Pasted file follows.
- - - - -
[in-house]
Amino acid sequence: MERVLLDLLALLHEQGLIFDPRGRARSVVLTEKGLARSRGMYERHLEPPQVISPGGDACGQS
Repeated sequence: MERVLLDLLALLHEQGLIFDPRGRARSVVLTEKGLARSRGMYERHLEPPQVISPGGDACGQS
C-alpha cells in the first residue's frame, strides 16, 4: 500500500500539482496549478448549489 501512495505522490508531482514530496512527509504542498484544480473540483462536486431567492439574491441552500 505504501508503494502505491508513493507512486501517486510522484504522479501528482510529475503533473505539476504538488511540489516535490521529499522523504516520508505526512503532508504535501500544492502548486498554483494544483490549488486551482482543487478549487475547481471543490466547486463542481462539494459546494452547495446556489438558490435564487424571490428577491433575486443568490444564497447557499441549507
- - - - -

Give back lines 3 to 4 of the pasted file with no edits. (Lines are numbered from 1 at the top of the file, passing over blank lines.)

Repeated sequence: MERVLLDLLALLHEQGLIFDPRGRARSVVLTEKGLARSRGMYERHLEPPQVISPGGDACGQS
C-alpha cells in the first residue's frame, strides 16, 4: 500500500500539482496549478448549489 501512495505522490508531482514530496512527509504542498484544480473540483462536486431567492439574491441552500 505504501508503494502505491508513493507512486501517486510522484504522479501528482510529475503533473505539476504538488511540489516535490521529499522523504516520508505526512503532508504535501500544492502548486498554483494544483490549488486551482482543487478549487475547481471543490466547486463542481462539494459546494452547495446556489438558490435564487424571490428577491433575486443568490444564497447557499441549507